The magnificent ’60s singer-songwriter Tim Buckley has a new album slated for release later this month, which is a real treat for fans because, well, Buckley died nearly 35 years ago.
A cult favorite much like his son the late Jeff Buckley, Tim Buckley’s musical explorations veered far away from the road most traveled – and we’re all better for it.
The new album, “Live from the Folklore Center, NYC,” was recorded back on March 6, 1967 at Izzy Young’s renowned hub of the ’60s NYC folk revival. The disc features six songs which have never been released on any of Buckley’s recordings. And the album is slated for release on Tuesday, August 25 on Tompkins Square Records.
If you can’t wait til then, give a listen to one of those vintage (obviously) previously unreleased Tim Buckley tracks, “What Do You Do (He Never Saw You),” courtesy of Entertainment Weekly.
Ed Wood’s classic film “Plan 9 From Outer Space” had its theatrical premiere.
“Greetings, my friend. We are all interested in the future, for that is where you and I are going to spend the rest of our lives. And remember, my friend, future events such as these will affect you in the future.
You are interested in the unknown. The mysterious. The unexplainable. That is why you are here.
And now, for the first time, we are bringing to you the full story of what happened on that fateful day. We are bringing you all the evidence based only on the secret testimony of the miserable souls who survived this terrifying ordeal. The incidents. The places.
My friend, we cannot keep this a secret any longer. Let us punish the guilty. Let us reward the innocent.
My friend, can your heart stand the shocking facts of grave robbers from outer space?”
Yes, finally – finally – one of our all-time favorite films is being released on DVD, and we won’t have to settle for watching our badly beat-up 1985 VHS copy.
“Lonely Are the Brave” is a classic modern-day existential western (or at least it was modern day when it hit movie theaters back in 1962). Starring Kirk Douglas in what he has declared to be the favorite film of his career, the David Miller-directed movie was shot in black and white, heightening the air of quiet desperation in the screenplay by the great Dalton Trumbo.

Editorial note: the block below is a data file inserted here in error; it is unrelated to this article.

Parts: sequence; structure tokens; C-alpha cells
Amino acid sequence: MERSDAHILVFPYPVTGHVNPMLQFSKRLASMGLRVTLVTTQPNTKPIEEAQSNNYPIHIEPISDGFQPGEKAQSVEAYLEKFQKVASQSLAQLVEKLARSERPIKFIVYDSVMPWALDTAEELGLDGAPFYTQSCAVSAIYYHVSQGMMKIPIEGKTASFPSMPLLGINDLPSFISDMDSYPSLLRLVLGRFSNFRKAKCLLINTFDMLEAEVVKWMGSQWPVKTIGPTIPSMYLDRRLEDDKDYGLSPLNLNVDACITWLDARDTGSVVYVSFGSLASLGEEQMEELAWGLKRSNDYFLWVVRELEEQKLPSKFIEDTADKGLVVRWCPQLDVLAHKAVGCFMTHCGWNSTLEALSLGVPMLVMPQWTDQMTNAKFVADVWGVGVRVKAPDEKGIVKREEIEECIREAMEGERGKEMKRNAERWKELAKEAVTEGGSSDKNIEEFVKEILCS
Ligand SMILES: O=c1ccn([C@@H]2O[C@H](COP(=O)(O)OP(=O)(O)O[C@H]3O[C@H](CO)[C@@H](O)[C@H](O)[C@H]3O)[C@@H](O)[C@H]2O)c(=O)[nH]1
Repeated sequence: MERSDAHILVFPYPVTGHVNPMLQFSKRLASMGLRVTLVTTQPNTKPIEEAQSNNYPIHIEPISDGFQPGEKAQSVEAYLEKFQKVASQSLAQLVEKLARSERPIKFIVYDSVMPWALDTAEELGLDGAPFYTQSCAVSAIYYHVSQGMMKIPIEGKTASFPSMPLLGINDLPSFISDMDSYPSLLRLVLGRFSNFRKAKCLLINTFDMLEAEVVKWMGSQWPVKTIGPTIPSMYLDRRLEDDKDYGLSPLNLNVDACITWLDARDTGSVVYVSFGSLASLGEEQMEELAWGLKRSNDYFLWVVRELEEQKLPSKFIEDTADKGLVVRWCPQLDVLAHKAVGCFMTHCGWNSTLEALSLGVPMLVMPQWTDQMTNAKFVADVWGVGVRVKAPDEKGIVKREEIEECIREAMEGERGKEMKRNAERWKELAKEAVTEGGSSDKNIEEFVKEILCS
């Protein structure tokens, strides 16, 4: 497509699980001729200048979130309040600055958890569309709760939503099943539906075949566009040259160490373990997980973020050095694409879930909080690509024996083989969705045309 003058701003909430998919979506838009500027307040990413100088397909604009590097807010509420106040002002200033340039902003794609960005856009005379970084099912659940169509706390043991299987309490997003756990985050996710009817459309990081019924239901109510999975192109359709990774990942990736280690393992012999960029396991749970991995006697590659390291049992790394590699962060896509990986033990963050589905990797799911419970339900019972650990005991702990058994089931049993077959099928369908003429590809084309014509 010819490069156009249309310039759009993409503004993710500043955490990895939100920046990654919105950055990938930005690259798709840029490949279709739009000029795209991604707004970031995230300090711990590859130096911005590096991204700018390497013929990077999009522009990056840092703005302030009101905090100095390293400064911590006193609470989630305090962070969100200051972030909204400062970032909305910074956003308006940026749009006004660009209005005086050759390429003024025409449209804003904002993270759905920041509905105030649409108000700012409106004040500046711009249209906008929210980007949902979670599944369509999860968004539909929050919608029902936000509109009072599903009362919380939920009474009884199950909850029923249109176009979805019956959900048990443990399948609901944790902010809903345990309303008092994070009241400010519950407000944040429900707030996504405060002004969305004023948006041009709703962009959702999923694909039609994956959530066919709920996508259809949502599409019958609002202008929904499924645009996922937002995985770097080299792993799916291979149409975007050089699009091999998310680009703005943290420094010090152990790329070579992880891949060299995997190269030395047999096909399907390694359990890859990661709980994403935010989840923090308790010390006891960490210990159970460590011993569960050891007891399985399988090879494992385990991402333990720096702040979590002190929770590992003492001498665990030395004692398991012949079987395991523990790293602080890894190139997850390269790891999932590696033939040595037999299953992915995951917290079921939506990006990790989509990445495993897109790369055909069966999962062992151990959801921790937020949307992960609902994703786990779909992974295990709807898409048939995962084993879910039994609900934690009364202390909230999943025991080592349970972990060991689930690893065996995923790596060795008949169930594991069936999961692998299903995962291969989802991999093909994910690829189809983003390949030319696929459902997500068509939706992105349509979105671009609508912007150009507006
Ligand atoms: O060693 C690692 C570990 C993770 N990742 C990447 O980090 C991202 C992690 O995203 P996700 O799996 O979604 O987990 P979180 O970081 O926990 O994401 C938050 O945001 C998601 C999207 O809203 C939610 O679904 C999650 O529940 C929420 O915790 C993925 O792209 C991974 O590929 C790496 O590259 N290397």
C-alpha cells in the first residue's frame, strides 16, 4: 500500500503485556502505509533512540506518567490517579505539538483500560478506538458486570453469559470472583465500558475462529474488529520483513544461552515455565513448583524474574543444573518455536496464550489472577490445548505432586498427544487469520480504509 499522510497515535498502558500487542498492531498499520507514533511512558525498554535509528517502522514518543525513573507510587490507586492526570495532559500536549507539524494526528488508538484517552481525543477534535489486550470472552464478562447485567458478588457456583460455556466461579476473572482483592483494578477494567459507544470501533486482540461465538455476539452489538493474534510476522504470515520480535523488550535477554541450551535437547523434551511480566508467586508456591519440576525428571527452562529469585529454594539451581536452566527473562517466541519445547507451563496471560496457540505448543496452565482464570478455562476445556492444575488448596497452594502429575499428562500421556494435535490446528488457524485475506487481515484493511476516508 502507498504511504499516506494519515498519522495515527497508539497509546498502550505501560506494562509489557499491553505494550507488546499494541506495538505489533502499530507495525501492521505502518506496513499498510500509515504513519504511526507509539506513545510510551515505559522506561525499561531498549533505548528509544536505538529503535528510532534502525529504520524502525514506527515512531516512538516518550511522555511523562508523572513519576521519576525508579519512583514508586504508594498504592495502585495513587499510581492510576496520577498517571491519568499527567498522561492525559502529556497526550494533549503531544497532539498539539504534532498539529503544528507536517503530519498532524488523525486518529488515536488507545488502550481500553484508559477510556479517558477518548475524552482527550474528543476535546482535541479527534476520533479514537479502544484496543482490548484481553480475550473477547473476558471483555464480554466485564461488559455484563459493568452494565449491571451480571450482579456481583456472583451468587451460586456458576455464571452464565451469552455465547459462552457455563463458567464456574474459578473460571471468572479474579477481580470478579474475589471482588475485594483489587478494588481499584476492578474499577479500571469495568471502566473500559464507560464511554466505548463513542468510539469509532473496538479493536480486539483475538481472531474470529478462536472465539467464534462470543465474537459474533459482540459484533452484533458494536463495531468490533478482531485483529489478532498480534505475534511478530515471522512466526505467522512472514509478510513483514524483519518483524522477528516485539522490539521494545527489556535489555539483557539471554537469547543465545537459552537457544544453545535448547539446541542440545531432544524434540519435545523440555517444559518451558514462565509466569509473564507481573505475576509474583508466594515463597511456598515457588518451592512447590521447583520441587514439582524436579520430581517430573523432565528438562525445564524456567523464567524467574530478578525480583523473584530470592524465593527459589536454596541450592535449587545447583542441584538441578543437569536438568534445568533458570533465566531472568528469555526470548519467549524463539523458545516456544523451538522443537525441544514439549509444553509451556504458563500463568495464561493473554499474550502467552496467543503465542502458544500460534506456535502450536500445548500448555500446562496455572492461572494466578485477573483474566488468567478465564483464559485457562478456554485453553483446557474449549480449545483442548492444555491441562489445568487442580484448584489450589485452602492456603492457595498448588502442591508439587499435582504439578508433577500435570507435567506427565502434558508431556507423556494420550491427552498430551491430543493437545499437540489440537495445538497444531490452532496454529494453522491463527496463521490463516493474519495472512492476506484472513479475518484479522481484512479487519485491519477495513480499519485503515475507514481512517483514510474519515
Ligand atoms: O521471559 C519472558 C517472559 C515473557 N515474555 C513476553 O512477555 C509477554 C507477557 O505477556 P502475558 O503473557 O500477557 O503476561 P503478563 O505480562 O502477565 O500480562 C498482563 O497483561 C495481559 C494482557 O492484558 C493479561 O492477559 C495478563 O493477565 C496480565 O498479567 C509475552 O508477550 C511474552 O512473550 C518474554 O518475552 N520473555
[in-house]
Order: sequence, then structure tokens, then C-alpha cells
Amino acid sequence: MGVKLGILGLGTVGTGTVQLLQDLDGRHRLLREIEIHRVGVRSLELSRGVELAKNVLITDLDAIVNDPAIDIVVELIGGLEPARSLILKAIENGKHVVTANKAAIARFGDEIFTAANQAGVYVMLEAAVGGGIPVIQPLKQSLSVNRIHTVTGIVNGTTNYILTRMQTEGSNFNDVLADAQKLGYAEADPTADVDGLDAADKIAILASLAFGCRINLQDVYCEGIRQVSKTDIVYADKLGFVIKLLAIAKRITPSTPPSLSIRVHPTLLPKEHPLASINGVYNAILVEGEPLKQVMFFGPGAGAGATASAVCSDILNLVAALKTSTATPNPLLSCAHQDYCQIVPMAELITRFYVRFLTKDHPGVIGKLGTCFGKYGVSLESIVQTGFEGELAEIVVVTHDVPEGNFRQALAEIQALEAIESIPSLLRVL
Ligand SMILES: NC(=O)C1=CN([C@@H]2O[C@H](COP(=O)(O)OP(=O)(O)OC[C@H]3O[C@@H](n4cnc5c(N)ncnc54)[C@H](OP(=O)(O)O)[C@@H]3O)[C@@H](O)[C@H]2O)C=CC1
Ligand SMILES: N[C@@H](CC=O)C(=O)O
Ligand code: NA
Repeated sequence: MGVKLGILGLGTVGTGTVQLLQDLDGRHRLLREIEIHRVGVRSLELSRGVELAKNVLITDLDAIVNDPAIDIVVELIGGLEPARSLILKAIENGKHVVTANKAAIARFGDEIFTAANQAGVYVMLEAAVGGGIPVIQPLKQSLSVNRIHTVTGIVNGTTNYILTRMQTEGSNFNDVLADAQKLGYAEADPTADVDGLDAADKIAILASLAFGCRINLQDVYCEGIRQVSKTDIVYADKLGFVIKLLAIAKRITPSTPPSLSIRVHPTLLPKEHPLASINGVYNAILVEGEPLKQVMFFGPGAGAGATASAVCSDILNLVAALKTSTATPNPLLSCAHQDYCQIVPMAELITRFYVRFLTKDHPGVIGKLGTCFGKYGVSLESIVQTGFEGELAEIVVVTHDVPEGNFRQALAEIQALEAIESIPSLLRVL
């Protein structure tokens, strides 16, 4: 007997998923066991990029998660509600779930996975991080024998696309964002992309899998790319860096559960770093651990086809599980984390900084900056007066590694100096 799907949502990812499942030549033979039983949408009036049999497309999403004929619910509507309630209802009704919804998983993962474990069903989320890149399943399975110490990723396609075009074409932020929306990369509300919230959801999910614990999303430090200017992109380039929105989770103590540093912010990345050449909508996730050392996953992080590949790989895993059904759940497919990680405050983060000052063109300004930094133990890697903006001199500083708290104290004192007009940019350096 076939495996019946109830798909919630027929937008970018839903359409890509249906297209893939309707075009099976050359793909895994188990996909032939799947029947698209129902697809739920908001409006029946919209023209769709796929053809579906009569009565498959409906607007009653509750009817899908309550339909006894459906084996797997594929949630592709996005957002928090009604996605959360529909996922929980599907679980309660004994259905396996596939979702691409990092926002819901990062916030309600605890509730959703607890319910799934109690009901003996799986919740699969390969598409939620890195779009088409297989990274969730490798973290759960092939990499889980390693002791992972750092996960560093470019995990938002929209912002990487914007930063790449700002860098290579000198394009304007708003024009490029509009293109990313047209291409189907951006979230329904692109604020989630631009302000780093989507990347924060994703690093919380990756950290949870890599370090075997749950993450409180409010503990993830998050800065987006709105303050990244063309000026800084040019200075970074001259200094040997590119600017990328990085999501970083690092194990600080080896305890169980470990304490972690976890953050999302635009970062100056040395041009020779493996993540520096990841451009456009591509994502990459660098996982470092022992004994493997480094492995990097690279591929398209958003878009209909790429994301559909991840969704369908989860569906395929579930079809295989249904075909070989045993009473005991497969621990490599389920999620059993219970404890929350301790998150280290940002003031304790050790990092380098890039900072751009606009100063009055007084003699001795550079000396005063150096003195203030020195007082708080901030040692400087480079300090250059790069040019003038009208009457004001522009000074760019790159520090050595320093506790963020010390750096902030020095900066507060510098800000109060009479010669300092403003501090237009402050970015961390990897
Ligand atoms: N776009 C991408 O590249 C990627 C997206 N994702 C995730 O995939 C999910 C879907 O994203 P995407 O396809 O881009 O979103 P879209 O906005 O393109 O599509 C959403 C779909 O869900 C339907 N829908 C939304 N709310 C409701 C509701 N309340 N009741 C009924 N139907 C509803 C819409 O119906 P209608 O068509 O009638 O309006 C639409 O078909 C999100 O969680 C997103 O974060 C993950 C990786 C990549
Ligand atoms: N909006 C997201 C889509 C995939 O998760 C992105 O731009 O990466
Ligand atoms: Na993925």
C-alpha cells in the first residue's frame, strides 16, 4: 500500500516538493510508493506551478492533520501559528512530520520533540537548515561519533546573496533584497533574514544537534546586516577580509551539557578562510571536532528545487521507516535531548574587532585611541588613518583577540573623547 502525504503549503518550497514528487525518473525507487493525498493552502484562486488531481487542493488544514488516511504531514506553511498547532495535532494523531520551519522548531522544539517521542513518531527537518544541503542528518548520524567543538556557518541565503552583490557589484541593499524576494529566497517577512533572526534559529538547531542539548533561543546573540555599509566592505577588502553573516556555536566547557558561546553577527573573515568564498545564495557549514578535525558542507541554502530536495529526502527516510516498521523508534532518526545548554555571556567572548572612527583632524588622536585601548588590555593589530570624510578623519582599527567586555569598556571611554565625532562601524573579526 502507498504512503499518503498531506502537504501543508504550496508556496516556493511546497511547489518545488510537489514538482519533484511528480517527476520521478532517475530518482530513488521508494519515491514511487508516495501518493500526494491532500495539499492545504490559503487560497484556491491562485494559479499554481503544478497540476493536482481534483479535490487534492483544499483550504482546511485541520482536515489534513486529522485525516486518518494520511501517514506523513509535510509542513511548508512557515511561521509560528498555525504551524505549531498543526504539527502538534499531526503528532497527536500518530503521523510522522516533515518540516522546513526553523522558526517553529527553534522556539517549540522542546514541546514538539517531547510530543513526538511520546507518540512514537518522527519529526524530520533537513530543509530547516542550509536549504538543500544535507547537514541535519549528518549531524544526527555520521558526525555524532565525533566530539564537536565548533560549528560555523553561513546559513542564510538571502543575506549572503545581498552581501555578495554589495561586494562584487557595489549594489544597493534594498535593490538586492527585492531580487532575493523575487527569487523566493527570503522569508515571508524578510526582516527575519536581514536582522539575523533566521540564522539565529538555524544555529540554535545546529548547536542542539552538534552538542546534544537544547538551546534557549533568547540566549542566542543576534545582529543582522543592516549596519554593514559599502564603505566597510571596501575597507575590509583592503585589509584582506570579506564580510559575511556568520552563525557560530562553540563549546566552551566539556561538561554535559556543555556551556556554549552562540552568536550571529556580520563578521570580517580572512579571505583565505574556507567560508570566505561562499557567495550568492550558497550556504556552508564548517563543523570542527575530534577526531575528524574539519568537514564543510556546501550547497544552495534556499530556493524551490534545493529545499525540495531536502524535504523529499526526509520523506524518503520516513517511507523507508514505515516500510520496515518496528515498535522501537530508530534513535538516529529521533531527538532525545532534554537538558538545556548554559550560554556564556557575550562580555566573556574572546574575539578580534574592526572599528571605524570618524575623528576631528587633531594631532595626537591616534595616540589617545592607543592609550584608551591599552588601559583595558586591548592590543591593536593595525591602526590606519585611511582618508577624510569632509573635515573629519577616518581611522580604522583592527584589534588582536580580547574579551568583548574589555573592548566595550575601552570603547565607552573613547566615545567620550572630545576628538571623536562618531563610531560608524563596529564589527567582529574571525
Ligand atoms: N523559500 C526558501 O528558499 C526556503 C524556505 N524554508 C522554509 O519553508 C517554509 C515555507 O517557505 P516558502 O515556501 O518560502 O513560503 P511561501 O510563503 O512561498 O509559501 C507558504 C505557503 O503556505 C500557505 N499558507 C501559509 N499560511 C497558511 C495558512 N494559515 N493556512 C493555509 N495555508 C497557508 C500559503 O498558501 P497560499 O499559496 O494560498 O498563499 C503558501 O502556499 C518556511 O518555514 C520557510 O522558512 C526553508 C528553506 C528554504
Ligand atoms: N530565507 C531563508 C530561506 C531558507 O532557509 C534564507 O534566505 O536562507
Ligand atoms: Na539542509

There’s a great cast, too. In addition to Douglas, the film features Gena Rowlands, George Kennedy, Walter Matthau, Carroll O’Connor, William Schallert and even Bill Bixby in a bit part.
It’s unbelievable that this movie hasn’t been available on DVD before this, but at least it is now, so I’ll stop bitching and moaning about it. Now if only somebody would release a few more of our favorite films on DVD before the format becomes completely extinct.
Somewhere in between Goethe and Randy Newman, director/screenwriter Brian De Palma teamed up with songwriter/actor Paul Williams to concoct this 1974 cacophonous cinematic deconstruction of “Faust”-meets-“Phantom of the Opera.”
As the devilish Swan (portrayed by Williams) explains to a gaggle of reporters at a press conference, “It’s an opera, a kind of pop cantata. It tells the story of a young man who sells his soul to the devil to become a pop star. It will be the first rock version of ‘Faust.'”
And yes, apparently the film is supposed to be a contemporary (for ’74) rock & roll rendition, but with music penned by Williams – the composer of “Theme From the Love Boat,” the Carpenters’ “We’ve Only Just Begun” and the recent stage musical “Happy Days: The Musical” – the rockin’ never really gets started.
The tag line on the DVD cover proclaims the film to be “the most highly acclaimed horror phantasy of our time,” but I have no idea whose time they’re actually talking about. So ridiculously over the top, the film seems to make a run for the midnight movie circuit, and at times it’s clearly a “Rocky Horror Picture Show” wanna-be.
Chockful of delightfully awful scenery-chewing acting and incredibly over-cooked dialogue (“The karma is so bad around here you need an Aqualung to breathe,” for example), it’s no surprise that the film was panned by reviewers.
The best thing about this movie? The voice-over narration at the beginning of the film – by an uncredited Rod Serling.
So what is it?
A horror musical comedy?
Keenly observed satire?
A total trainwreck?
Well, maybe it’s all of those things. But one thing is for sure – it’s a hoot and a half.
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